So, in my Bodhisattva compassion, I'm writing all of this out for others to enjoy. I have to warn you though, this is all a work in progress. Sections will need to be written and re-written for it to all tie together. The only real dogma is that there are no dogmas. I assume no liabilities regarding the consequences of following my advice. This is because I am not responsible for your actions -- you are -- and that's somethin' you need learn to deal with. You may take issue with my methods; if so, then go fuck yourself with a hammer, asshole. Steph wants and needs this -- and she is special to me.

I don't know where I should begin. I've no real way to know the pedagogically best way to present the thoughts I have to compile. However, the first thing to come to mind is:

LEMMA I:  DO NOT ACCEPT APOLOGIES.

This was revealed to me as a kid, I was playing at a friend's house, when something happened. I don't remember what, but is was dumb little kid stuff -- maybe his sister took his juice box, or bumped his head, or something. Anyway, he was crying, because he was a kid. His mom told his sister to apologize.

"Sorry," she said.
"Sorry isn't enough!" he shouted.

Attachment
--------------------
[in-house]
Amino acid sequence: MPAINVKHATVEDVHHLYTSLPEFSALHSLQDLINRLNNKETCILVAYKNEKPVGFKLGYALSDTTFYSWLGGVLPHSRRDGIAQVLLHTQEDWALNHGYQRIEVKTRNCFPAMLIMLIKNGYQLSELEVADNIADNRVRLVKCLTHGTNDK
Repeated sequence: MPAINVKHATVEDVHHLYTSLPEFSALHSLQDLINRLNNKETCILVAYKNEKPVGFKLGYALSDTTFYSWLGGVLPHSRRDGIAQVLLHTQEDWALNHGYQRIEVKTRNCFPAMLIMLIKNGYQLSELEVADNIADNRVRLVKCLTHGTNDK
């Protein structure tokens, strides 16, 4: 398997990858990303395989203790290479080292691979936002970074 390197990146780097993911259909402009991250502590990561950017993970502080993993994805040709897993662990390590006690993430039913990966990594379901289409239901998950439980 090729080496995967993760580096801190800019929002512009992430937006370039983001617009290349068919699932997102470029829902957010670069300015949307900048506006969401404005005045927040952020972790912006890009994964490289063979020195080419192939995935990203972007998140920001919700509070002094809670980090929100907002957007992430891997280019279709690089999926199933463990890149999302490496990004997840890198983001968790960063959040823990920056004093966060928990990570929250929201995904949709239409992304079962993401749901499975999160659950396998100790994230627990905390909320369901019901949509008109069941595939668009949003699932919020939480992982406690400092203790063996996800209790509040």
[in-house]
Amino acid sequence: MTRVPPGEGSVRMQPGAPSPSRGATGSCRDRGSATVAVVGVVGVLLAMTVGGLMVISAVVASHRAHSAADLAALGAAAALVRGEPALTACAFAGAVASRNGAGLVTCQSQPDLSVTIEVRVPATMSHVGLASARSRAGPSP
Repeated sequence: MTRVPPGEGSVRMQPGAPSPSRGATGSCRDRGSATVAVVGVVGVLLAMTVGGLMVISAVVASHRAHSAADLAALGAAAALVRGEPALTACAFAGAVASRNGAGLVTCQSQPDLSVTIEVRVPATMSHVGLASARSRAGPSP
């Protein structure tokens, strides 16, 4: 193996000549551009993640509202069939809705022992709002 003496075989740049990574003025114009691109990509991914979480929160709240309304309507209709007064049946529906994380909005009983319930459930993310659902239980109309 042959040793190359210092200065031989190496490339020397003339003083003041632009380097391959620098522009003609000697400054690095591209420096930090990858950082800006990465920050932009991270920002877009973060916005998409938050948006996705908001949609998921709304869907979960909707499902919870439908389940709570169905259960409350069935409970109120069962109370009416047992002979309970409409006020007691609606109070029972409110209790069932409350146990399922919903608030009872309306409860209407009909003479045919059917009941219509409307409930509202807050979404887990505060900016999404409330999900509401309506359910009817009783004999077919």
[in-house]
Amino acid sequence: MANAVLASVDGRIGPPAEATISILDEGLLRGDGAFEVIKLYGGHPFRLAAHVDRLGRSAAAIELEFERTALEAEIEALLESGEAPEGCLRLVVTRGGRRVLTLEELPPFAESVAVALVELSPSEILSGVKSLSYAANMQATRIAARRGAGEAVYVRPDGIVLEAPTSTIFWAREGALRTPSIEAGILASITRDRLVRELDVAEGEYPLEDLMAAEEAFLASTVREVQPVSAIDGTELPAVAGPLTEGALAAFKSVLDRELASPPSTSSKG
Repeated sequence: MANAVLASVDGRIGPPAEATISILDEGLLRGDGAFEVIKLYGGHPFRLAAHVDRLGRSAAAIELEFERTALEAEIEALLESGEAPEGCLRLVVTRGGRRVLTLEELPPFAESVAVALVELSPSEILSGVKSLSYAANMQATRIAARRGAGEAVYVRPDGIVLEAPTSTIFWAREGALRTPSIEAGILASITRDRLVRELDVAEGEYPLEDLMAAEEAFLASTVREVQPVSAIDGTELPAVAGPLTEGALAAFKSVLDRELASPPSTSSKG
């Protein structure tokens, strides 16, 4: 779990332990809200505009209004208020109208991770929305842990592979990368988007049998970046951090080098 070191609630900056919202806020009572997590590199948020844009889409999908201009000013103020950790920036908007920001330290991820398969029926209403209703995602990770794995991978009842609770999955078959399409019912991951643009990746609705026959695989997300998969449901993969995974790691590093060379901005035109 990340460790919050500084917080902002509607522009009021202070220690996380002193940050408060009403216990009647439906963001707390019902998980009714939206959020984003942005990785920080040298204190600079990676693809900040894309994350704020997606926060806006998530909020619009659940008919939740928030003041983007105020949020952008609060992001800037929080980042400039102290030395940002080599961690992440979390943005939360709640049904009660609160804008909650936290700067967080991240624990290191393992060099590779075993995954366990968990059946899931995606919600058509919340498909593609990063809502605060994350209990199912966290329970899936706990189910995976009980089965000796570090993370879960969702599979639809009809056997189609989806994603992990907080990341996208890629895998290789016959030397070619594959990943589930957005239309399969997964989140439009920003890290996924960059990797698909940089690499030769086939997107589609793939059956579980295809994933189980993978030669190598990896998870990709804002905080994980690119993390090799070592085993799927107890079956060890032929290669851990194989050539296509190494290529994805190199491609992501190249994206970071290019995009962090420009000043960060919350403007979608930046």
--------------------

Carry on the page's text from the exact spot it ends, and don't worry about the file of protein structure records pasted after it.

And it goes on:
That struck me as being kinda deep, and it was at that moment, that I realized that apologies were crap. See, apologizing only acknowledges -- and does not resolve -- the transgression. Apologizing does not fix anything; only fixing things can ever fix things. Apologizing will never make anything better, but we are conditioned to think that they do. Without action, apologies are just words, which are meaningless and forgettable. This is readily apparent by the current trend of notpologies, which are now an acceptable form of apology. This slippery slope will lead to the death of accountability, watch.

Hell, if I were placated by empty apologies, I'd be out $400 right now, because Costco.com has terrible customer service that will try to screw you over. Was I rude in the process of getting my$400 back? Yes. Was it rude to try to screw me out of \$400? Very yes. Do I feel bad about things I said? No, very no. While I'm sure the people I spoke with (and later jeopardized with legal action) did not approve of my heavy-handed approach. No worries, because:

LEMMA II:  APPROVAL IS NOT VALUABLE.